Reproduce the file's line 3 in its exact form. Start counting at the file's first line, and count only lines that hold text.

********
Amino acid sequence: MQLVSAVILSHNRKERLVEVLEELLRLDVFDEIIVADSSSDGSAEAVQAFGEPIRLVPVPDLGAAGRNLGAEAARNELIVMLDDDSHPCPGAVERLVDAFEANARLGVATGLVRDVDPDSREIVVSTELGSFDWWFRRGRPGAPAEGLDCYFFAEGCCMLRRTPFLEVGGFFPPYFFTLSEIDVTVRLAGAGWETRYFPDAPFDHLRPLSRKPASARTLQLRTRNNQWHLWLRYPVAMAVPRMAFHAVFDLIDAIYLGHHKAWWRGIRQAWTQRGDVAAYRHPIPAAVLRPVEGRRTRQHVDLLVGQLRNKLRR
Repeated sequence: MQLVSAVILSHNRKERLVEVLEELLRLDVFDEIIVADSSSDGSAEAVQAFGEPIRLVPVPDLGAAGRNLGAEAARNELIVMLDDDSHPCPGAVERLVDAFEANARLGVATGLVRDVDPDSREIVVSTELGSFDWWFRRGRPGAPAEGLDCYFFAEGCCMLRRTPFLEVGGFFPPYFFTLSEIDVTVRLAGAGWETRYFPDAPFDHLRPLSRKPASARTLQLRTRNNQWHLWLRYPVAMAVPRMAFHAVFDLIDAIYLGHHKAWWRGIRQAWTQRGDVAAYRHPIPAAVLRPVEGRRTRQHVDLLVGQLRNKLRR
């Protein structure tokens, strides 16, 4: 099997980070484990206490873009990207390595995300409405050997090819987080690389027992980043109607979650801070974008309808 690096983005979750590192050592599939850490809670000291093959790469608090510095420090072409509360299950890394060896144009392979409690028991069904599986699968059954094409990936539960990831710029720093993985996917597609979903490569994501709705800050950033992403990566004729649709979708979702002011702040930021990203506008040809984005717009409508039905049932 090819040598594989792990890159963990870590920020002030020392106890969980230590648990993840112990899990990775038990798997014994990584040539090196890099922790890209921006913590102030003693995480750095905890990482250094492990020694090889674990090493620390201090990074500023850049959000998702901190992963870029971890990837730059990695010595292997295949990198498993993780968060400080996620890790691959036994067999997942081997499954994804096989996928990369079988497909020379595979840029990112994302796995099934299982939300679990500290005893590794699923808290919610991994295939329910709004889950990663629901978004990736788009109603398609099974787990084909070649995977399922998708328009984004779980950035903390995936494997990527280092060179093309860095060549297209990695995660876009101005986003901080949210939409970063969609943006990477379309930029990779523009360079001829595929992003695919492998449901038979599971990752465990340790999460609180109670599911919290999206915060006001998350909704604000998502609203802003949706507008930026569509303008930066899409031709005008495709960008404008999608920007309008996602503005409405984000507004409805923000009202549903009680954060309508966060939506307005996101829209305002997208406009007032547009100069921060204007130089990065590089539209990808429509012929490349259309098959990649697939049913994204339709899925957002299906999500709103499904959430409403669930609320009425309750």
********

């Protein structure tokens, strides 16, 4: 099997980070484990206490873009990207390595995300409405050997090819987080690389027992980043109607979650801070974008309808 690096983005979750590192050592599939850490809670000291093959790469608090510095420090072409509360299950890394060896144009392979409690028991069904599986699968059954094409990936539960990831710029720093993985996917597609979903490569994501709705800050950033992403990566004729649709979708979702002011702040930021990203506008040809984005717009409508039905049932 090819040598594989792990890159963990870590920020002030020392106890969980230590648990993840112990899990990775038990798997014994990584040539090196890099922790890209921006913590102030003693995480750095905890990482250094492990020694090889674990090493620390201090990074500023850049959000998702901190992963870029971890990837730059990695010595292997295949990198498993993780968060400080996620890790691959036994067999997942081997499954994804096989996928990369079988497909020379595979840029990112994302796995099934299982939300679990500290005893590794699923808290919610991994295939329910709004889950990663629901978004990736788009109603398609099974787990084909070649995977399922998708328009984004779980950035903390995936494997990527280092060179093309860095060549297209990695995660876009101005986003901080949210939409970063969609943006990477379309930029990779523009360079001829595929992003695919492998449901038979599971990752465990340790999460609180109670599911919290999206915060006001998350909704604000998502609203802003949706507008930026569509303008930066899409031709005008495709960008404008999608920007309008996602503005409405984000507004409805923000009202549903009680954060309508966060939506307005996101829209305002997208406009007032547009100069921060204007130089990065590089539209990808429509012929490349259309098959990649697939049913994204339709899925957002299906999500709103499904959430409403669930609320009425309750």